What is a Labyrinth?
- The labyrinth is an ancient tool for reflection on one’s life and one’s spiritual journey. The earliest labyrinth still in existence is on the island of Crete and was built around 2500 BC. The labyrinth at Saint Mark is patterned after the one built at Chartres Cathedral near Paris, France around 1200 A.D.
- The labyrinth is a pattern which creates “sacred space.” It can be found in almost every religious tradition. To walk the labyrinth is to experience a time of healing, clarity and transformation.
- European Christians placed labyrinths in many of their cathedrals during the time of the crusades to symbolize their tradition of making pilgrimages to the Holy City, Jerusalem. Walking the labyrinth brought them to “the heart of God” without the danger and expense of a pilgrimage.
- The labyrinth is not a maze. A maze has multiple paths and a myriad of choices, most of which lead nowhere. A labyrinth has a single path. With no choices or intersections, the path leads you to the center.
Why Walk a Labyrinth?
- The labyrinth is an active way of praying. It uses our whole selves—our minds, bodies and spirits—and invites our imagination, intuition and creativity into prayer. Walking the labyrinth helps to integrate and balance all of these parts of ourselves.
- The path of the labyrinth imitates the journey of our lives, with their many twists and turns and returns, and always brings us “home” to the center of our being, to the heart of God.
- The labyrinth introduces us to the idea of a wide and gracious path to God, one that is horizontal instead of vertical, where there is room for error and forgiveness, and where we are all walking together.
- Walking the labyrinth may bring you peace, comfort, clarity, or relief from stress. It may offer a sense of closeness to God, or new insights and perspectives on problems or questions in your life.
- Walking the labyrinth may bring you a greater sense of connection and community with your fellow travelers, with the earth, the universe, and with God, the creator, redeemer and sustainer of all.
How to Walk the Labyrinth
- Take time to relax a little. Allow yourself to be calm and quiet. Give your mind a rest and put one foot in front of the other. Walk at your own pace in silence. If someone ahead of you is walking more slowly than you are, you may pass them by briefly stepping off of the path. If you would like to stop, be aware of others behind you and allow them to pass. If you meet someone on path, simply step aside to allow them to pass and then continue on your walk.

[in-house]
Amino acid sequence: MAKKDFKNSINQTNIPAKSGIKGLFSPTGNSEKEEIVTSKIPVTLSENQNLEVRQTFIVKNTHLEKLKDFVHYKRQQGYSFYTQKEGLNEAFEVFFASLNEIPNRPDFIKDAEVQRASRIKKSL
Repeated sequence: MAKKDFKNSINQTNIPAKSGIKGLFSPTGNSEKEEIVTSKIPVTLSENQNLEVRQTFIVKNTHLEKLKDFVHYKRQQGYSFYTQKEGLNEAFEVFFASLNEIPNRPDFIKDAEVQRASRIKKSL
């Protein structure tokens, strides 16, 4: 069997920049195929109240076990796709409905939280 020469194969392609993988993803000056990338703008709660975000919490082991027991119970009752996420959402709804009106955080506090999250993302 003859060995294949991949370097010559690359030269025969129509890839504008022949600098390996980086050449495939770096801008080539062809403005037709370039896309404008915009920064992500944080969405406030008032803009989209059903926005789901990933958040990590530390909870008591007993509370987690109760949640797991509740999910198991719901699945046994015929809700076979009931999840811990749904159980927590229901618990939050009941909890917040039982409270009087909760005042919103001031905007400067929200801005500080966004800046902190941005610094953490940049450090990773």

- Take time to reflect on where you are in your life and allow the silence to fill you. Take this time to be open to receiving peace and clarity.
- Before you enter, you may want to bring to focus a question or a problem from your life and release it to God. You may also imagine the path to the center as a time of unraveling anything that is separating you from God, or as a space and time that you have made for reconnection and commitment.
- You may want to slowly repeat a sacred word, phrase, or prayer to help focus your intent.
- Ask God for what you need from this time as you walk your prayer.
Suggestions for Walking
- Prepare — Set your intention. Reflect on your life right now. Maintain silence for your own reflection and that of others.
- Walk in — Set your own pace. Stop if you chose. Let go of burdens, ideas, the need to control. Simply follow the path. Remember, all things on your walk will instruct.
- Center — When you reach the center, walk in and stay as long as you like. This is a place for reflection and gratitude, a place to listen to the still small voice of God.
- Walk Out — When you are ready, begin your journey back. Be aware of your feelings, your energy and insights and images.
When Can I Walk the Labyrinth?
Saint Mark’s labyrinth is available on select days and times during the seasons of Lent and Advent.